Researchers from Intego have discovered the OSX/OpinionSpy spyware in 29 free Mac OS X screensavers currently online at 7art-screensavers(dot)com.
According to the company's security alert, despite the fact that the "market research" program also known as RelevantKnowledge, claims to collect only browsing and purchasing information, a deeper investigation reveals a much more intrusive approach.
More details on what the spyware does once it's executed, and the list of the screensavers bundled with it:
- It opens an HTTP backdoor using port 8254
- It injects code, without user intervention, into Safari, Firefox and iChat, and copies personal data from these applications. Code injection is a form of behavior similar to that of a virus, and this malware “infects” applications when they are running to be able to carry out its operations. (It infects the applications’ code in the Mac’s memory, and does not infect the actual applications’ files on the user’s hard disk.)
- It regularly sends data, in encrypted form, to a number of servers using ports 80 and 443. It sends data to these servers about files it has scanned locally, and also sends e-mail addresses, iChat message headers and URLs, as well as other data. This data may include personal data, such as user names, passwords, credit card numbers, web browser bookmarks, history and much more
- If a user deletes the original application or screen saver that installed this spyware, the spyware itself will remain installed and continue to operate.
The authors of these screensavers have bundled the RelevantKnowledge application within the installation process, which naturally cannot continue unless the user accepts the EULA describing the program as the "Trees of Knowledge".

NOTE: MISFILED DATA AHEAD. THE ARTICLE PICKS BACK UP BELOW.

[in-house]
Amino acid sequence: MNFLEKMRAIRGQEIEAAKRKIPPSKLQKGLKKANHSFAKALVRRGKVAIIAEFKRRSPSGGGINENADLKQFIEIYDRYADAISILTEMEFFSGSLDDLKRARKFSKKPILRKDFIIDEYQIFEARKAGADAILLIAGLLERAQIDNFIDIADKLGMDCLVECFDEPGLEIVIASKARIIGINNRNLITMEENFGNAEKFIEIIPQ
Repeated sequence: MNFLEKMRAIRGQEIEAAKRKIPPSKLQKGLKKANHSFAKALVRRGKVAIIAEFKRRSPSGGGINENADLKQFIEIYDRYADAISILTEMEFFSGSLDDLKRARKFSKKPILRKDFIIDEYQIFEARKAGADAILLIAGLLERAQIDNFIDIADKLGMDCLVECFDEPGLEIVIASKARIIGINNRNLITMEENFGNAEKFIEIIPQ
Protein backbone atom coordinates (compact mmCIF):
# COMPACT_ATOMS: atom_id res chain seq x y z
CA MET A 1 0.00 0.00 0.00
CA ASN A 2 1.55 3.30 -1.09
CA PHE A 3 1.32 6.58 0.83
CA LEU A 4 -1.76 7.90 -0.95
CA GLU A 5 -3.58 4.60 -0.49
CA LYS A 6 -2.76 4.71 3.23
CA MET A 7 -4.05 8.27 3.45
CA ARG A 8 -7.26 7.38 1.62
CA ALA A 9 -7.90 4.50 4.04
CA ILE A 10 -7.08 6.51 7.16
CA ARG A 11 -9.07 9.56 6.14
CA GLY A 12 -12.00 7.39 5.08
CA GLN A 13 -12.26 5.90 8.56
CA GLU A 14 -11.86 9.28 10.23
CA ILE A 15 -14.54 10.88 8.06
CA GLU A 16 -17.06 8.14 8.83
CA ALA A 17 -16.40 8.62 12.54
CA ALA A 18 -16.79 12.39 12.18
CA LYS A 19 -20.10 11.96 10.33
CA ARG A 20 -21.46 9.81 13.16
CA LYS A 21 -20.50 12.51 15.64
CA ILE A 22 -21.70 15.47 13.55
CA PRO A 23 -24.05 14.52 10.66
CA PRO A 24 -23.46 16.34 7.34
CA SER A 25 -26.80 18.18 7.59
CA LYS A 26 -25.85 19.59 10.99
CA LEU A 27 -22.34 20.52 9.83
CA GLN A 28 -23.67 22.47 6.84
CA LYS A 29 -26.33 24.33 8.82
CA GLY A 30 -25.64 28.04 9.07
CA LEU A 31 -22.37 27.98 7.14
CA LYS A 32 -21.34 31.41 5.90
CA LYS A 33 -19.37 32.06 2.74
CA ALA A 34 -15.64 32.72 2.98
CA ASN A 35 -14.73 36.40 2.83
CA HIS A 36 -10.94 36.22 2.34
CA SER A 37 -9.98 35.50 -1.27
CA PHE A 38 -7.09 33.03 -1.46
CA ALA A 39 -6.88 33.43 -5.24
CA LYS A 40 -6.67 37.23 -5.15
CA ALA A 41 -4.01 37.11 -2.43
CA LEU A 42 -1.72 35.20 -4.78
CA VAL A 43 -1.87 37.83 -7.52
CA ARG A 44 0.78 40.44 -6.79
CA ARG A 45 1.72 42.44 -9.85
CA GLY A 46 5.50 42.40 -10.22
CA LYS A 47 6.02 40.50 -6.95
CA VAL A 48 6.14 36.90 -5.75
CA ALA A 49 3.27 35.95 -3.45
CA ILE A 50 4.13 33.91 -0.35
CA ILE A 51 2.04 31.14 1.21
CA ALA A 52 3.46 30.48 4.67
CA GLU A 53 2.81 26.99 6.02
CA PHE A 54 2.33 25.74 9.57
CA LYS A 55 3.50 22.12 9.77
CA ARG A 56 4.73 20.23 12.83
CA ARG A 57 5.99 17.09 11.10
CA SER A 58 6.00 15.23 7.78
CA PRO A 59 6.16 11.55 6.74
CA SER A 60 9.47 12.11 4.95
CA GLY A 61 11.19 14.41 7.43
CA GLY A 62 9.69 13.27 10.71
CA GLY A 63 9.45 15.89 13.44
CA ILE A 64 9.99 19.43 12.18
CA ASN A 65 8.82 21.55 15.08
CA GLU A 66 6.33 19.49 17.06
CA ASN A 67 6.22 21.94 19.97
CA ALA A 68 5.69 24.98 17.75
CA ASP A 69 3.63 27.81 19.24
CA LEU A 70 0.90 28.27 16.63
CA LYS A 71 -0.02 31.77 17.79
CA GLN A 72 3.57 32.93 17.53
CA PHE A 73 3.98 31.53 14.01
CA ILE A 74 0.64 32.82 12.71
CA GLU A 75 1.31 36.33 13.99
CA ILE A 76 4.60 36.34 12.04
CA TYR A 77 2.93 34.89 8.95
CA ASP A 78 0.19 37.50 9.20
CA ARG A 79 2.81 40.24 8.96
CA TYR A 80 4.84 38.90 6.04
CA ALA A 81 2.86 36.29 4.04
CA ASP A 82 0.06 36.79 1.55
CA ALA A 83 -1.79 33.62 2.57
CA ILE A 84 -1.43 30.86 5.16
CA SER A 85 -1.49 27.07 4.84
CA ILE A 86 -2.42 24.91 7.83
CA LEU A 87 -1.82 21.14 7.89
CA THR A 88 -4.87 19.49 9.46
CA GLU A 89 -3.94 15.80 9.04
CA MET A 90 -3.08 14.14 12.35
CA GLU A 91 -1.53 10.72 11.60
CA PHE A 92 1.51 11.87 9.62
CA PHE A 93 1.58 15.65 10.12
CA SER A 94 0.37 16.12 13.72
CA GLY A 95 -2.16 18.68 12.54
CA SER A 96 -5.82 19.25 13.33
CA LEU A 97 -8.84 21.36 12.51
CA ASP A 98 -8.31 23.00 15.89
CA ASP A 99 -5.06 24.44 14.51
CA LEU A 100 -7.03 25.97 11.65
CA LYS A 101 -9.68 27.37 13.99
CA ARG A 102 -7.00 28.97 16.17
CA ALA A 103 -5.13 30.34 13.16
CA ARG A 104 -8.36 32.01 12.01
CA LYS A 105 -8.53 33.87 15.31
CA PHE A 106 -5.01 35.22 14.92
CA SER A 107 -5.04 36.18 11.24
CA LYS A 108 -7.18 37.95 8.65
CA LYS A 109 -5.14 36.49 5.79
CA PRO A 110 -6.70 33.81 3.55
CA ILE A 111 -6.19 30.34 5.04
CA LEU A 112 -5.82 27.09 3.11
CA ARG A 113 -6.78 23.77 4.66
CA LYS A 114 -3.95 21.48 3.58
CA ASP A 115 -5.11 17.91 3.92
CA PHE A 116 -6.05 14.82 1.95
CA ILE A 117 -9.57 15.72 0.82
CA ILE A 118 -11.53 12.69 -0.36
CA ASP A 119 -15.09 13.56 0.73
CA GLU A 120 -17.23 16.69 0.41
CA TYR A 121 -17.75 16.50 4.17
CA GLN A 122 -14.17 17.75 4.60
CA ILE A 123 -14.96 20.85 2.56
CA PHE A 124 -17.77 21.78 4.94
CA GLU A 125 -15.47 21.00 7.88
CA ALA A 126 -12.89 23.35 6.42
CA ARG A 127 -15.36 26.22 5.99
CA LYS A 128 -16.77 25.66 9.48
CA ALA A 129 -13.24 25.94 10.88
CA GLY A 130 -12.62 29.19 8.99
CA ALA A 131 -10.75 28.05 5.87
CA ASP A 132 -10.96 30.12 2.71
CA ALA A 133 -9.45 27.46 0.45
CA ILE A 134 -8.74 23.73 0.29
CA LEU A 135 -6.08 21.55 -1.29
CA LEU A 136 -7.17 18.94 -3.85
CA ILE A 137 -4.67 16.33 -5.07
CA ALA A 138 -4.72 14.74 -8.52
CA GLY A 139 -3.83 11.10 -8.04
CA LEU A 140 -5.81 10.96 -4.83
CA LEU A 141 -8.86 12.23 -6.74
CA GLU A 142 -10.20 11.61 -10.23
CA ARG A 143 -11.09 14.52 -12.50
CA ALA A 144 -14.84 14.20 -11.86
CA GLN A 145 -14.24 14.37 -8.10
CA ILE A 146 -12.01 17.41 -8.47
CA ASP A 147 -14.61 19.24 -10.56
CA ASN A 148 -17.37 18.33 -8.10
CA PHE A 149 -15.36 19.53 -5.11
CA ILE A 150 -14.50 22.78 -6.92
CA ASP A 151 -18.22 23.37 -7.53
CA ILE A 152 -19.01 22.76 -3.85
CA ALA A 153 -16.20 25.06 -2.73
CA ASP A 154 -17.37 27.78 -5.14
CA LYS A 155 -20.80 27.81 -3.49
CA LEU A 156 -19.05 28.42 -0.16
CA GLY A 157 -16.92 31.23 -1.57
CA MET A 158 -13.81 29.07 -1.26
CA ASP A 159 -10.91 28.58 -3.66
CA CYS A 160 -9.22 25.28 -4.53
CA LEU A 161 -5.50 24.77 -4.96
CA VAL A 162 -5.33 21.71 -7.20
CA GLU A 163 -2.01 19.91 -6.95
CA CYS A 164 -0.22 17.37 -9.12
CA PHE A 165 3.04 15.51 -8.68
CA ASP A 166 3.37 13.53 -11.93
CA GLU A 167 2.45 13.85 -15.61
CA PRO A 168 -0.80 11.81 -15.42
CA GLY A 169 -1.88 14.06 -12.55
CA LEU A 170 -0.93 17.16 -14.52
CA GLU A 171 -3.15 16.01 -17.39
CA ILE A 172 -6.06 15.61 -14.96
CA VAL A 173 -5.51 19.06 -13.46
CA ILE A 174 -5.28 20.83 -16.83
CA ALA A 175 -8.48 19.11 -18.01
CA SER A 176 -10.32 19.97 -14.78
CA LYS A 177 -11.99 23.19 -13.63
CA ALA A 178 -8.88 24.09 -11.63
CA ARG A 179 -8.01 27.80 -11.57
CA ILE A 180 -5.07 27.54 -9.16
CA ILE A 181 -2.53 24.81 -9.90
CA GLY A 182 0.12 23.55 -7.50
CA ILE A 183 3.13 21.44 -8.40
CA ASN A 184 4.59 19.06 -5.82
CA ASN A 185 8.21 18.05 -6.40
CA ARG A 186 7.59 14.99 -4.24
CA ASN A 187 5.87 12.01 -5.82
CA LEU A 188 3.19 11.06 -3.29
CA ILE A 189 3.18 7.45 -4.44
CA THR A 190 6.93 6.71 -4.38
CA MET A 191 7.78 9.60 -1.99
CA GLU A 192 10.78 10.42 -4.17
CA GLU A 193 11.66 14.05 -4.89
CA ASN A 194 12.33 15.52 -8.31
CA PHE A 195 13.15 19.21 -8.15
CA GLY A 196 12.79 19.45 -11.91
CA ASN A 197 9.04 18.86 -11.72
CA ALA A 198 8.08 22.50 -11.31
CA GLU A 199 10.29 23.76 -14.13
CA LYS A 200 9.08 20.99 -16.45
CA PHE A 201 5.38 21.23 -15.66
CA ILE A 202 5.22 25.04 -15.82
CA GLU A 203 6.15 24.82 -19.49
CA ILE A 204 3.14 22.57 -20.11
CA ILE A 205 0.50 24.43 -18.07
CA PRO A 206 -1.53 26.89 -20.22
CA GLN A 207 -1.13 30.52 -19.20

The RelevantKnowledge spyware/adware app, is a well known Windows based pest, with a surprisingly high number of people still willing to install it, in order to access the freeware application used as the lure. The risks involved? Excluding the intrusive, spyware-like practices of the application, in 2006, several researchers discovered a remotely exploitable flaw within the application, allowing anyone to perform keylogging and monitoring of active windows content on every host running it.
Clearly, the people attempting to monetize their screensavers using RelevantKnowledge, are not just borrowing tricks from the playbook of the Windows malware author, using the ubiquitous "freeware application" as a lure, but have ported the spyware to Mac OS X.
The screensavers' site, as well as the MishInc FLV To Mp3 application remain online. Considering the fact that it's only a matter of time until they rebrand these applications, in between switching to new layouts, it's worth emphasizing on the fact that, there's no such thing as a free screensaver unless it's bundled with something malicious these days.
Mac OS X malware (New Mac OS X malware variant spotted; Mac OS X SMS ransomware - hype or real threat?) is no longer an urban legend, and neither are the remotely exploitable flaws targeting Apple's OS, or the third party apps/plugins running on it.
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